The second goal had a touch of fortune to it at the finish, Pepe Reina’s propensity to allow balls to squirm underneath him must be a real worry for Mugsmashers, but the build-up, again, was excellent. Cazorla combined with Podolski to get into the box to shoot low and hard, but as he moved to take the return pass look at 33 (Shelvey, I think). He switched off completely, allowing the Spaniard to collect the ball and get his shot away. It’s an illustration of how just one small lapse in concentration can prove costly at this level and gives further credit to the way Arsenal defended throughout.
Liverpool had a couple of moments. Sterling hit the outside of the post in the first half, Mannone made a couple of decent stops when they shot from distance, and Luis Suarez claimed a penalty for everything that happened in the box ever, but in general they looked a team very short of attacking options. Although the price they paid for him was ridiculous, it’s hard to understand why they let Andy Carroll go out on loan when clearly they have no depth in this area. Still, that’s a problem for Brendan Rodgers, not us.
Afterwards, Arsene said:
I am pleased with the quality of our display, offensively and defensively. We were more composed today, and dominated in midfield. I still feel Liverpool is a good team. I am confident we have good potential. It is down to us to build on that and improve.
And we have given ourselves a good platform to do just that. The decision not to replace Alex Song before the deadline irked many, understandably so, but the midfield trio of Diaby, Arteta and Cazorla were outstanding yesterday and maybe it’s no coincidence that out goals against tally is 0. The smaller Spaniard we’ve touched on above but his lego-haired compatriot has proven to be one of Wenger’s canniest signings, even if it did come so late in last summer’s window. He was brilliant again, working in tandem with Diaby, and his defensive work was as good as any full on DM (argh) you want to mention.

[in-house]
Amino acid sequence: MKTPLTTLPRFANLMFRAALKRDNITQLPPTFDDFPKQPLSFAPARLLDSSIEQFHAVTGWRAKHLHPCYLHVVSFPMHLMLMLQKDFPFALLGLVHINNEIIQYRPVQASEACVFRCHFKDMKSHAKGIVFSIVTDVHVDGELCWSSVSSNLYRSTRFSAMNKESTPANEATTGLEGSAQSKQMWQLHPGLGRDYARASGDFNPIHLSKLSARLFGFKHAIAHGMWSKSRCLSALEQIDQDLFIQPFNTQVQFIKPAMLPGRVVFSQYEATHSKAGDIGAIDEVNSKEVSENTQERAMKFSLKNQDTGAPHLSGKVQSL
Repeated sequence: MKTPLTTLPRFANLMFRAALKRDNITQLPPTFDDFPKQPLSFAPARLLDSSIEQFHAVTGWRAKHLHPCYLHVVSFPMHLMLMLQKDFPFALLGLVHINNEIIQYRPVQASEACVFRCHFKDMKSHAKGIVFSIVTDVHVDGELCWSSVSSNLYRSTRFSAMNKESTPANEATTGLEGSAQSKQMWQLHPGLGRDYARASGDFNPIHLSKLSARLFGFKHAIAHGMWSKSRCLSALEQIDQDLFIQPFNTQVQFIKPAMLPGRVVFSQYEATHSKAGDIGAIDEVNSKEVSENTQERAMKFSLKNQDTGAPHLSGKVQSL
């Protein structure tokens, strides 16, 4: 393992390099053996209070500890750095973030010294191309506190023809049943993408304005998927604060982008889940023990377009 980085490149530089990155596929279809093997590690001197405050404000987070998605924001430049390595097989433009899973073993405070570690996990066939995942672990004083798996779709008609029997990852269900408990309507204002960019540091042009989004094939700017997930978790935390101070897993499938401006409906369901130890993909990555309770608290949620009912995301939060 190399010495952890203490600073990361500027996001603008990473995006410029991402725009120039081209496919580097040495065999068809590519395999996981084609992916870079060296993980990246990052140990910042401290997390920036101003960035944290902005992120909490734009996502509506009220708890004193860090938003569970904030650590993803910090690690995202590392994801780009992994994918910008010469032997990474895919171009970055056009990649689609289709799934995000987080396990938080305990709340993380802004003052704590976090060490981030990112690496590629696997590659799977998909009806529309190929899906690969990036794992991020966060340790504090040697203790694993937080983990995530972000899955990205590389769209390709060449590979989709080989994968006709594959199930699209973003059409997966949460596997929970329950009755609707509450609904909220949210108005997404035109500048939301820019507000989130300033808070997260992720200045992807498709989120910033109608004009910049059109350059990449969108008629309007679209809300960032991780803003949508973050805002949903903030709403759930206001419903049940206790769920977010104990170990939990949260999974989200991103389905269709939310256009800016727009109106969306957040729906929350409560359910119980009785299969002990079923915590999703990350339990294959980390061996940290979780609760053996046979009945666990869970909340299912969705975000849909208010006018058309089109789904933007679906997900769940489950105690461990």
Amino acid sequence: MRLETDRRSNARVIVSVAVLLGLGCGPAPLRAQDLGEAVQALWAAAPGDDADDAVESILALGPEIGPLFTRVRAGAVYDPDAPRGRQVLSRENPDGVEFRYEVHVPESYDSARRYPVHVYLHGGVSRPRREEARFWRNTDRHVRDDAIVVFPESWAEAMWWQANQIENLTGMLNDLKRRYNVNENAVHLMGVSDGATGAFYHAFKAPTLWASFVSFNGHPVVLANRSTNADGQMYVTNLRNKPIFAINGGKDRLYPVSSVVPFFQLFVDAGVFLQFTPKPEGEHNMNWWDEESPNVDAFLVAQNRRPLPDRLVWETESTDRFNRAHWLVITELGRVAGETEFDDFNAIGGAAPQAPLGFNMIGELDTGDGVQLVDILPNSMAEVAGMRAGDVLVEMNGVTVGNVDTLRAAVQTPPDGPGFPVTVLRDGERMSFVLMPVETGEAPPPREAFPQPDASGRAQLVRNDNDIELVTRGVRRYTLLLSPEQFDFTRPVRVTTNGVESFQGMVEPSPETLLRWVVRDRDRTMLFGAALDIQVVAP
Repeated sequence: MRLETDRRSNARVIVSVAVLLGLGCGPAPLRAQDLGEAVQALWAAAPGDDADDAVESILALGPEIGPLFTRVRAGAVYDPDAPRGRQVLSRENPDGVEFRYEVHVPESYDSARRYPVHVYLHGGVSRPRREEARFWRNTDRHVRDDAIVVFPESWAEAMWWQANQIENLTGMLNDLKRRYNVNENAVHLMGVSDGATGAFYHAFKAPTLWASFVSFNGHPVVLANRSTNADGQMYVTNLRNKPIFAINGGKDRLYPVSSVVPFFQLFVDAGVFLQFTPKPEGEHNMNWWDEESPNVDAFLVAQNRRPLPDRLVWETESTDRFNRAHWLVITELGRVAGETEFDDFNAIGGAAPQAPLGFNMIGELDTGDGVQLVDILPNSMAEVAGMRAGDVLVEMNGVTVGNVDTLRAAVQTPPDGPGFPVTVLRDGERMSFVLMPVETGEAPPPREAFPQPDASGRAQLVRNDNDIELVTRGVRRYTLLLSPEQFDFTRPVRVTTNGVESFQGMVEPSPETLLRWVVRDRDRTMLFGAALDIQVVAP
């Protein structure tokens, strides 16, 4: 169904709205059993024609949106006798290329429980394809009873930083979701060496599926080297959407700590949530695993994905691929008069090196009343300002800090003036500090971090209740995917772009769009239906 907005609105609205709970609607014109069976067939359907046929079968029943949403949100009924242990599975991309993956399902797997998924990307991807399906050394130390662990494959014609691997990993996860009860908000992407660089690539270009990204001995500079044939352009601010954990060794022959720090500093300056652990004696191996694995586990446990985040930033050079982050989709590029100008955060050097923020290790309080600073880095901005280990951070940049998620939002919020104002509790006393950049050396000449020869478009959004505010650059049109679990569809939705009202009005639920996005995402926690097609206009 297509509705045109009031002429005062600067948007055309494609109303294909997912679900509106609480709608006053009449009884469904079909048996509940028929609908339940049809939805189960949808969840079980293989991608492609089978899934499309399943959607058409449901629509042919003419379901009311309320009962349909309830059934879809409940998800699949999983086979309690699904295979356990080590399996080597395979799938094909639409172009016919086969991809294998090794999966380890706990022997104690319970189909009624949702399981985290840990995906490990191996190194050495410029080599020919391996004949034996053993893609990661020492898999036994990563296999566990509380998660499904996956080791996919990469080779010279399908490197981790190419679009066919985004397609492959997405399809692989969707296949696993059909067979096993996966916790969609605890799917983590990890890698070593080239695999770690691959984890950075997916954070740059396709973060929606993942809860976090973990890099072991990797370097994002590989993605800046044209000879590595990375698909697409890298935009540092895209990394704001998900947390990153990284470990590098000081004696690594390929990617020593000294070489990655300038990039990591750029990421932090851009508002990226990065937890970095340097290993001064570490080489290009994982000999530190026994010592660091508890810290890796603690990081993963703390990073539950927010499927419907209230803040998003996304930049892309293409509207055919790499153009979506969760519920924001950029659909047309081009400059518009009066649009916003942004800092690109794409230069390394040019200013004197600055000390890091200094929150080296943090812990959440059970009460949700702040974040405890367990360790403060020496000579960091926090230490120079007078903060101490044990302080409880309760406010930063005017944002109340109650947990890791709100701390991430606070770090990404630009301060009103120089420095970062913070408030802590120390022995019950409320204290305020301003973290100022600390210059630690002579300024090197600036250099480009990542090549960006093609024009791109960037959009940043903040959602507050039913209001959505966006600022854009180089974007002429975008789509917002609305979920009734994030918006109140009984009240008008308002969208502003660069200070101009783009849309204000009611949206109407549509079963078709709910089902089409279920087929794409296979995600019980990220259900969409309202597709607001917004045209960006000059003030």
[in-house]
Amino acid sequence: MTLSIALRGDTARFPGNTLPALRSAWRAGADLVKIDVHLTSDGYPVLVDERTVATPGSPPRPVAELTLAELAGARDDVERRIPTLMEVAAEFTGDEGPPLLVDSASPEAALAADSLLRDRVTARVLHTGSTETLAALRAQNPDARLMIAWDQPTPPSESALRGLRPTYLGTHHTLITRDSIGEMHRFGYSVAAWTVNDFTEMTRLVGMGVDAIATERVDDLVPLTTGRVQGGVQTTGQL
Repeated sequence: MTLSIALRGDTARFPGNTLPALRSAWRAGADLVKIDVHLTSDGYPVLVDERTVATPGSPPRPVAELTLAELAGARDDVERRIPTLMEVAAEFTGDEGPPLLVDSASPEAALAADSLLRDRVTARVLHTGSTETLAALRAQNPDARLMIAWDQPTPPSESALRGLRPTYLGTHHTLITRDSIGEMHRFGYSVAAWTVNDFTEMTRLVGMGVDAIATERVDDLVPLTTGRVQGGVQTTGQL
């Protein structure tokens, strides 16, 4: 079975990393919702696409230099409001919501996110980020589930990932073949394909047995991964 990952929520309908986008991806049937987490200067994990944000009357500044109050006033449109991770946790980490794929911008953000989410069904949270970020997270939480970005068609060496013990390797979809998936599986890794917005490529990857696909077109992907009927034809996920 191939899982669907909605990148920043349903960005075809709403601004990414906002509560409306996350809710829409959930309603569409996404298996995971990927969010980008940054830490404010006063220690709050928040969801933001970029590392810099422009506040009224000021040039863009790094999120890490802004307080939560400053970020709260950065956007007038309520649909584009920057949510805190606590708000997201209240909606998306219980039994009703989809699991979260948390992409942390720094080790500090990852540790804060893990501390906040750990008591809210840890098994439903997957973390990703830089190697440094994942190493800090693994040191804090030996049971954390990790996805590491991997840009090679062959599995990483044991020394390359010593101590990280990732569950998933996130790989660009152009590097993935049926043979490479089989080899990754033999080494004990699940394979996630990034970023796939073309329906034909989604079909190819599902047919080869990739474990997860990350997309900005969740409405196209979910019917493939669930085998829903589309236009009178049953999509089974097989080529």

And then there was the Frenchman. Like many I had serious doubts about his ability to perform at this level again, but you can see why the manager kept faith with him. It was something of a masterclass, defensively solid but providing the link between midfield and attack. His ball retention, movement and passing were brilliant and for me he was our man of the match by a distance. The manager has expressed some fears about him going away with France, suggesting after so long out a rest would do him good, but playing like that means no international manager is going to refuse his selection. Let’s just hope there’s some understanding about what he’s been through injury-wise and he’s not run into the ground.
Add to that a back four which looks organised and, a few misplaced passes aside, as much a unit as any we’ve seen in recent seasons, the building blocks are in place for the season ahead. Worries about squad depth remain, no question, but with the manager talking about Wilshere being back in a month, Sagna’s imminent return and Rosicky on the way too, it looks promising.
As it is we go into the Interlull in a much better place than we did going into the game at Anfield. The performance from individuals and the team itself was convincing. And by that I mean players we had real doubts about have shown they’re more than capable and deserving of a little faith. When Sagna’s out we have a young right back growing in stature, Vito Mannone’s performances in the absence of Szczesny have done enough for people to be more calm about him as back-up, and after three games we’re unbeaten, yet to concede a goal and we look like a group of players that really wants to do something this season.
The mood is surely lifted, confidence will build within the team and on the terraces, and if we can maintain this level of performance throughout then it looks very promising indeed.